As new imports arrive under this trade deal, the marketing board regime will have to adjust its supply and pricing calculations.
Disagreement on possible losses
MacAulay said Thursday that the new assistance package was designed based on what the government heard from the dairy sector during consultations in recent months. He said the government plans to keep talking to farmers and processors over the next few weeks as it finalizes how the programs will work, including additional online consultations.
"This is what they have asked for," he said. "What dairy farmers want in this country is to be able to innovate and make sure that they are on the cutting edge as far as farming is concerned worldwide, to make more product, cheaper."
There's a lot of farms that need updating- Ralph Dietrich, Dairy Farmers of Ontario
Because the domestic cheese market is growing, the government isn't certain the sector would necessarily suffer losses, but that future growth in the market may be lost to the new imports, particularly European specialty cheeses.
The Dairy Farmers of Canada disagree. They've calculated a potential $116 million in estimated perpetual lost revenue.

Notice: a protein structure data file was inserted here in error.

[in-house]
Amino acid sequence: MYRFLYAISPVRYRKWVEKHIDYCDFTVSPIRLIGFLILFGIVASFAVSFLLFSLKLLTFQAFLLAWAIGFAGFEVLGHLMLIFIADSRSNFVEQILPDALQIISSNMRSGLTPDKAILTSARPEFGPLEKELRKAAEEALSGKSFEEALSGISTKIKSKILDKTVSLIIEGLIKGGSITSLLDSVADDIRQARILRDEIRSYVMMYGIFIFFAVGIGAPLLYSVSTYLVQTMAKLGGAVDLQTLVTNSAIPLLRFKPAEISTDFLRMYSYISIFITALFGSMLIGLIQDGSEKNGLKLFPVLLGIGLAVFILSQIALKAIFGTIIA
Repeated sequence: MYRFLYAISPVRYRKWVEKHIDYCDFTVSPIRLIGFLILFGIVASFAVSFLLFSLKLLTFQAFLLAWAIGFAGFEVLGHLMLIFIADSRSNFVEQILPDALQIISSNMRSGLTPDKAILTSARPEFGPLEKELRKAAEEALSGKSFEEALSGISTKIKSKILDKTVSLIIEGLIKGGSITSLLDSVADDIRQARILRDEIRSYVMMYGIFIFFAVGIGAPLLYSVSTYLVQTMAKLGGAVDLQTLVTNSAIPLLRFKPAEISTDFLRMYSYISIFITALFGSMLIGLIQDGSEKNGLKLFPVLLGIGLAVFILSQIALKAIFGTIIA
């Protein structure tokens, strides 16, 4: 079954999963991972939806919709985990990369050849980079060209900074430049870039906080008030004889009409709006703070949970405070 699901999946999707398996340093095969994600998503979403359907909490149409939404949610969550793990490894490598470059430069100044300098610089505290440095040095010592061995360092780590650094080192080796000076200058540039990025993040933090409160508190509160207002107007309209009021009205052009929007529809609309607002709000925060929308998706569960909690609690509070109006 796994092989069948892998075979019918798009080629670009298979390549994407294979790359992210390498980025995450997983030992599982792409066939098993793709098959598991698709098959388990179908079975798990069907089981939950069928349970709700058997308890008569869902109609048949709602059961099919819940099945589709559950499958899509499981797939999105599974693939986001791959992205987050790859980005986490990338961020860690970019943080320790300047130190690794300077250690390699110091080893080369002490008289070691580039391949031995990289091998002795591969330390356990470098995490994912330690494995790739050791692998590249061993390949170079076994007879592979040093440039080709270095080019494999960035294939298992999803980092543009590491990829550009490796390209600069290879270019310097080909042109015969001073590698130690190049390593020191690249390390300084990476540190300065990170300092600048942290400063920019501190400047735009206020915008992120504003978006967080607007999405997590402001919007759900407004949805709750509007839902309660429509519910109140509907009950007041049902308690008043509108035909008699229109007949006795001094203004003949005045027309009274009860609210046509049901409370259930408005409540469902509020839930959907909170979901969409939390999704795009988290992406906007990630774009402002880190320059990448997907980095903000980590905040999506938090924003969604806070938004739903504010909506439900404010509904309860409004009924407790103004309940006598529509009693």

"That's a good question," said Ralph Dietrich, the chair of the Dairy Farmers of Ontario, when asked if Thursday's announcement would be enough for his members. "Obviously some would want more and some are going to be pleased and happy with the amount that it is. We've worked with the government and this is the amount that it is."
"We'll take one step at a time," he said, calling Thursday's technology upgrade fund announcement vital. "As you get left behind by the rest of the world...you really don't have any chance of being competitive."
"There's a lot of farms that need updating," he said.
The Dairy Processors Association of Canada estimates CETA could result in annual losses of over $230 million for cheese processors in particular, contributing to a $719 million loss for the overall economy. That may translate into up to 2,900 job losses, it said.
The new fund is "a way to mitigate those negative impacts that we are facing," said Jacques Lefebvre, the president and CEO.